Don't look now, but given current inflation trends, next year's school property tax cap may be ... zero!
That's the message of a statement released last week by the Educational Conference Board (ECB), a coalition of groups representing public school administrators, school boards and—last but hardly least—the New York State United Teachers (NYSUT) labor union.
The ECB's "warning" was meant as an inside-the-Albany-bubble scare tactic, but for most New Yorkers, it's good news: further confirmation that the tax cap is working exactly as intended. [Read_more]
On the surface, today's newly released state Gross Domestic Product (GDP) numbers for 2014 amount to an unalloyed good-news story for New York State. Preliminary data from the federal Bureau of Economic Analysis show the state's real GDP grew slightly faster than the national average in 2014, rebounding from a weak 2013.
However, a closer look at the data reveals stagnation last year in New York's manufacturing sector, offset by a heavy reliance on finance and other industries located mainly in New York City.
However, the new data also reflect a continuing decline in New York's manufacturing sector, offset by a heavy reliance on finance and other sectors located mainly in New York City. [Read_more]
The U.S. Environmental Protection Agency has just eliminated a substantial "scientific uncertainty" cited in support of New York State's ban on hydraulic fracturing, or fracking, of deep-underground natural gas deposits. [Read_more]
Spending by New York State's public schools averaged $19,818 per pupil in 2012-13 — once again topping the nation — according to new data released today by the U.S. Census Bureau.
The gap between school spending in New York and the U.S. average continued to get wider in 2012-13—reaching 85 percent, up from 63 percent in 2005-06. [Read_more]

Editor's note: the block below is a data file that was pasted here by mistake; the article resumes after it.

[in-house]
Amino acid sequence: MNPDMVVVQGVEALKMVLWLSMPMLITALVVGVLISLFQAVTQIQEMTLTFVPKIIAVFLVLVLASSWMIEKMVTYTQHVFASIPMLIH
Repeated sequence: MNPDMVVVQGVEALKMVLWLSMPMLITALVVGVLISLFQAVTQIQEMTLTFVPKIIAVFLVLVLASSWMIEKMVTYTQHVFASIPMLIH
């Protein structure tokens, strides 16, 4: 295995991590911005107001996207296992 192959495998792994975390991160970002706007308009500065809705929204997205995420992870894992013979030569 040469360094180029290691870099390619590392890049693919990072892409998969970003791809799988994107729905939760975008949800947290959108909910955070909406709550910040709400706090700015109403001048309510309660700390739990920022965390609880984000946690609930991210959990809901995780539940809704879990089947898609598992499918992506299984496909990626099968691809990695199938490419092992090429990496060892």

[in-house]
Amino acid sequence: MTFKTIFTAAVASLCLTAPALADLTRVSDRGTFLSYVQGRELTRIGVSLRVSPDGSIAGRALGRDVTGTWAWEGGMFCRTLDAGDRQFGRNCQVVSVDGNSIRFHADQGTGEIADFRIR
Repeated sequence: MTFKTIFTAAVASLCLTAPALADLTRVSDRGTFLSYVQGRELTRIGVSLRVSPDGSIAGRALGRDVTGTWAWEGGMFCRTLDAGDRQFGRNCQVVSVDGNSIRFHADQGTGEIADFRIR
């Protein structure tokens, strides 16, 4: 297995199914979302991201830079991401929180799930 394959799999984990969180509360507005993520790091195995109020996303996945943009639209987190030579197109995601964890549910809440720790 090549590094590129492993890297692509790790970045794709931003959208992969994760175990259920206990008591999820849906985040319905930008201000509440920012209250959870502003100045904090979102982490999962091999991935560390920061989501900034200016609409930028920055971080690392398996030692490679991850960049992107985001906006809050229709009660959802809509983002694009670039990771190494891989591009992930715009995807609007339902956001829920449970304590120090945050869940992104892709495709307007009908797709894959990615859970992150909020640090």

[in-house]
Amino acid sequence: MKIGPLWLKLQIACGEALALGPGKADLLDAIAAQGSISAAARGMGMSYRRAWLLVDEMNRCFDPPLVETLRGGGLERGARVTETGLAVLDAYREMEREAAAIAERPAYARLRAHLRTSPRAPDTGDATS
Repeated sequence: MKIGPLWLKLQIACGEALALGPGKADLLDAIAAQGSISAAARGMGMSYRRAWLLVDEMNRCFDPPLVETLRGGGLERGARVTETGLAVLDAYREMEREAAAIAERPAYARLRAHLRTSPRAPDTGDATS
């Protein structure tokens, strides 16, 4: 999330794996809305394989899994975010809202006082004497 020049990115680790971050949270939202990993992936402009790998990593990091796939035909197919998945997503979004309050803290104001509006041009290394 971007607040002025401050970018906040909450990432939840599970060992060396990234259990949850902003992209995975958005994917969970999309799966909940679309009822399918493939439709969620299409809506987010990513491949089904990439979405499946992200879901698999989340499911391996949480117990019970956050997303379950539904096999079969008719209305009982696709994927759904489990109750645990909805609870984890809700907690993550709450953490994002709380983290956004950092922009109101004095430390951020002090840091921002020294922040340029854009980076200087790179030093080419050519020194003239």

The Republican-controlled state Senate Civil Service and Pension Committee today approved a bill (S.3320) that would lock-in tens of billions of dollars in unfunded healthcare liabilities for state and local government retirees. [Read_more]
If you’ve spent any time at a little league baseball or soccer game, or any children's sporting event, you know the cry of "hustle up" means move faster. It’s a way adults try to keep the game moving—and remind the players of what they ought to be doing. [Read_more]
Almost three-fourths of New Yorkers agree that the property tax cap "has accomplished what was intended" and "should be continued," according to a Siena Research Institute poll released this morning. But support climbs even higher when respondents in New York City—which was not affected by the property tax cap law—are excluded. [Read_more]
New York State's largest public pension fund earned 7.16 percent — short of its 7.5 percent target — during the fiscal year ending March 31, state Comptroller Thomas DiNapoli announced today.
The $183.5 billion Common Retirement Fund, of which DiNapoli is sole trustee, had previously announced a first-quarter gain of 3.8 percent, a second-quarter loss of 0.52 percent and a third-quarter gain of 1.91 percent. [Read_more]
Eighteen school districts sought to override the state's property tax cap in yesterday's school budget votes—the fewest attempts since the tax cap was enacted. Seven of those districts failed to win the 60 percent supermajority required to override the cap. [Read_more]
The state Senate's Republican majority is standing behind its pledge to make New York's property tax cap permanent. [Read_more]
New York State's economic development agency spent more than $200 million to advertise its programs without attempting to measure whether the ads produced results, according to an audit by state Comptroller Tom DiNapoli. [Read_more]
While the news media and public were distracted by the questions swirling around the future leadership of the Senate Republican majority, the Senate this week moved a bill that would lock in tens of billions of dollars of unfunded lifetime health insurance coverage health coverage for police and firefighters. [Read_more]